“However, Gail Simone, whose Wonder Woman comics from 2008 to 2010 inspired several facets of the film, noted on Twitter that her name did not appear among other thanked creators in the credits. That list was, in fact, entirely male, leaving out other influential creators, such as series editor Karen Berger. And while “The Marston Family” is listed, William Moulton Marston’s partners Elizabeth Marston and Olive Byrne—two women who played integral roles in the character’s inception—are not named, nor is Marston’s assistant and longtime Wonder Woman ghostwriter Joye Hummel Murchison. This isn’t to say men weren’t snubbed too (H.G. Peter, another of Marston’s co-creators, remains uncredited), but it’s hard not raise an eyebrow when two men who created a sword are given credit instead of any woman who worked on the world’s most famous female superhero.” ‘Wonder Woman’s’ Credits Reveal the Sexist Mistreatment of Women in Comics (by Sam Riedel for Bitch)

Something Awesome to End The Week



July 2017



Kindred by Octavia E. Butler

Written by , Posted in Reviews

Four Stars

CN for entire review: Racism, Rape, Slavery

Best for: Really anyone. I don’t think you need to be into graphic novels or science fiction to enjoy this work.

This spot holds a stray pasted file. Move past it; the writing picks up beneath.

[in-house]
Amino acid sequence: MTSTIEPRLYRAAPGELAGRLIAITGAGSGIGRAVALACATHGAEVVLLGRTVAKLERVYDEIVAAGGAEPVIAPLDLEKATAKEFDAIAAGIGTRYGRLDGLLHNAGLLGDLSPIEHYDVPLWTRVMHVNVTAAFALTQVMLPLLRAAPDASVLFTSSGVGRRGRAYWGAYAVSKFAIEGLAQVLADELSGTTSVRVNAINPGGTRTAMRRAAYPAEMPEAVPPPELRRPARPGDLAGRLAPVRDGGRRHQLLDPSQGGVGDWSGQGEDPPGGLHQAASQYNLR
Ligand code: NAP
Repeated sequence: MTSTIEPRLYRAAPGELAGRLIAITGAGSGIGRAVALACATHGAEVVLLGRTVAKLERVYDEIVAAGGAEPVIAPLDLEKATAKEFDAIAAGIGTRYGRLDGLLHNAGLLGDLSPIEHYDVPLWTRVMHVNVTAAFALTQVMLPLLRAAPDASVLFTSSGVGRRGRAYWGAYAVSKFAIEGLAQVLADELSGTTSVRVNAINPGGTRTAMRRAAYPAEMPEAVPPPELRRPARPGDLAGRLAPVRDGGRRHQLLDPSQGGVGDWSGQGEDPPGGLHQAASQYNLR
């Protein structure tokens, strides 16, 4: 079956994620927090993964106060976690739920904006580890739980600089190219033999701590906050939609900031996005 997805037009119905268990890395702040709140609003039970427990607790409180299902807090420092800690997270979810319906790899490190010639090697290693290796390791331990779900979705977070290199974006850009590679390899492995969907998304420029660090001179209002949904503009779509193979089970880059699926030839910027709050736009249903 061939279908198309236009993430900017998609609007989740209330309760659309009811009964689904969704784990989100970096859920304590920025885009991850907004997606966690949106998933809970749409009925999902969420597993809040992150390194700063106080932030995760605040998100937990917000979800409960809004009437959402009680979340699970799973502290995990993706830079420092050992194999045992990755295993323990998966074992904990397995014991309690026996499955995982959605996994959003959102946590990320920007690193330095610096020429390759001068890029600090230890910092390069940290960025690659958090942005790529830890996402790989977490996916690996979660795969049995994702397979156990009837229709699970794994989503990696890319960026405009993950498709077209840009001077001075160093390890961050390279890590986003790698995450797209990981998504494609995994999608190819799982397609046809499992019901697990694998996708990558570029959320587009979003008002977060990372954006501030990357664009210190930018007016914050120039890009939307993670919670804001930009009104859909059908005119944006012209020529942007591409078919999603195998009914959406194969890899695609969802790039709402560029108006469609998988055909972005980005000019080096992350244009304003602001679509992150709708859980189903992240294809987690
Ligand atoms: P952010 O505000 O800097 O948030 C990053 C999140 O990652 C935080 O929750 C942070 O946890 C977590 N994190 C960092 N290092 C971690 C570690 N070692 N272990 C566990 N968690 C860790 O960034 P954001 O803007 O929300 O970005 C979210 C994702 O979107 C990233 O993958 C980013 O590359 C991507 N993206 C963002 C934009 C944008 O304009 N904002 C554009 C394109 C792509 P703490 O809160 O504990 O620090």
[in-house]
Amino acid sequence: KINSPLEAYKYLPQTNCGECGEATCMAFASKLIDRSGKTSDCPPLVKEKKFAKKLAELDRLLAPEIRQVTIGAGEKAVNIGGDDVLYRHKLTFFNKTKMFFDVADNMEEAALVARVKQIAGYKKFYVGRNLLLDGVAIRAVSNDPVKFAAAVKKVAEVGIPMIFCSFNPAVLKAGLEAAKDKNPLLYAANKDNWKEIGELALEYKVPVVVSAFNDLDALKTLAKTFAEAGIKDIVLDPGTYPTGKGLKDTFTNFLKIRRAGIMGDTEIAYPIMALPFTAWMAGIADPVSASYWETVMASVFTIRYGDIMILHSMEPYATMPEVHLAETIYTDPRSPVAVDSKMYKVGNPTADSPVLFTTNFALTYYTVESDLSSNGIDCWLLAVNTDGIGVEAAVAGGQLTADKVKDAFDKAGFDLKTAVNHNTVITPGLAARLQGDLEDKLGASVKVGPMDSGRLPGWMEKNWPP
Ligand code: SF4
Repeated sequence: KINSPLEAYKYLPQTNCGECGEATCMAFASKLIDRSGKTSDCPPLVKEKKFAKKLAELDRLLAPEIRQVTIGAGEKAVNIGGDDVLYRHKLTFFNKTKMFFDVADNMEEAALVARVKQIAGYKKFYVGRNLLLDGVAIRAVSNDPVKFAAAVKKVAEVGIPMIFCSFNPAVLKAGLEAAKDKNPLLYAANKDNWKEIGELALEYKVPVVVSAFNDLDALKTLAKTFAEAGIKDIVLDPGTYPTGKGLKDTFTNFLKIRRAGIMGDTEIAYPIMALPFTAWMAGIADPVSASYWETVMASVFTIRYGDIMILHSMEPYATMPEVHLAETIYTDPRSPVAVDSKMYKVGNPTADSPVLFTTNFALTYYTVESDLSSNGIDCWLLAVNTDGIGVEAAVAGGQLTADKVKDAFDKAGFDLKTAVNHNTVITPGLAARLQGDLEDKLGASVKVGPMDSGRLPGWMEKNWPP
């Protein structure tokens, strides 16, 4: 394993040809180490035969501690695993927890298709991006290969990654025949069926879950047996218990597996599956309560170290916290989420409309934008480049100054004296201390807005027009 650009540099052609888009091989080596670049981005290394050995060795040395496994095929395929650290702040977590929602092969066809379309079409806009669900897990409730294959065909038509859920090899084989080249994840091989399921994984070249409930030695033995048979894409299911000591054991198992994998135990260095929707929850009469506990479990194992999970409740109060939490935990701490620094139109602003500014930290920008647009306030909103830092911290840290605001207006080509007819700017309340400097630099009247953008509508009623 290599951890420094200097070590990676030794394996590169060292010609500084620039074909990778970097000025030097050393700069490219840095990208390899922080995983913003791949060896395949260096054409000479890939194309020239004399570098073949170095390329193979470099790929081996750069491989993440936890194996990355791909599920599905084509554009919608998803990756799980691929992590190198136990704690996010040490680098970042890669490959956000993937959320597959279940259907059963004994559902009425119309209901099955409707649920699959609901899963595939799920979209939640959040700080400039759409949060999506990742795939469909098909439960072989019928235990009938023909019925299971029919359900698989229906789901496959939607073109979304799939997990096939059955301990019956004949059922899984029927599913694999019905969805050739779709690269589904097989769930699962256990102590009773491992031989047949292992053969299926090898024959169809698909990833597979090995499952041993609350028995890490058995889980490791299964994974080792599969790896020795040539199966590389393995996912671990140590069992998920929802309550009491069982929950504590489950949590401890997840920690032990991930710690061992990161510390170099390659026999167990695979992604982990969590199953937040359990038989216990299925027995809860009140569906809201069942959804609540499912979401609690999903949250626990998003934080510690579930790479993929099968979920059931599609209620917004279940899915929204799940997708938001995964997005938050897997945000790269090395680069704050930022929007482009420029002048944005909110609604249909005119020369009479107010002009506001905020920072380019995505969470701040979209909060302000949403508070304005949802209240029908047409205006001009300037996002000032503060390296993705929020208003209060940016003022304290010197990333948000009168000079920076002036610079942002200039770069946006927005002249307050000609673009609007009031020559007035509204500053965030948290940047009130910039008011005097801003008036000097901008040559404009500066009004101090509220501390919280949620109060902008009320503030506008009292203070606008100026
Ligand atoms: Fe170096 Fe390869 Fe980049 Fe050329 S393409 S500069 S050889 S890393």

In a nutshell: Somehow Dana — a young Black woman living with her white husband in 1976 — ends up being transported back to the mid-1800s when a young son of a slave master fears death. Without warning, she is then transported back to 1776. This cycle continues, and times including her husband.

Line that sticks with me: “I never realized how easily people could be trained to accept slavery.” (p 89)

Why I chose it: My husband received this as a gift this year and thought I would also enjoy it.

Review: This was an intense read, possibly made more intense by the portrayal of the images associated with the it. In a traditional novel, we imagine the scenes. And its possible what we imagine is more dramatic than, say, what might end up in a film adaptation. But with this graphic novel format, the images showing the whippings, the attempted rapes, the horror, are all quite real.

Below are spoilers, as they were hard to avoid in the areas I’m most interested in exploring.

Dana’s relationship with Rufus — the boy, then teen, then man who she is connected to — is complicated. Saving his life often means saving her own, but keeping him alive may mean other things, like the continued mistreatment of other humans. Yet if she kills him before he issues free papers for the slaves, all she does is risk those slaves being sold to yet another white person. Dana has some sympathy for Rufus at time, and the reader can sometimes see that perhaps there is a grain of humanity in him, but then he refuses to embrace that grain and continues along the path his dead slave-owning father led him down.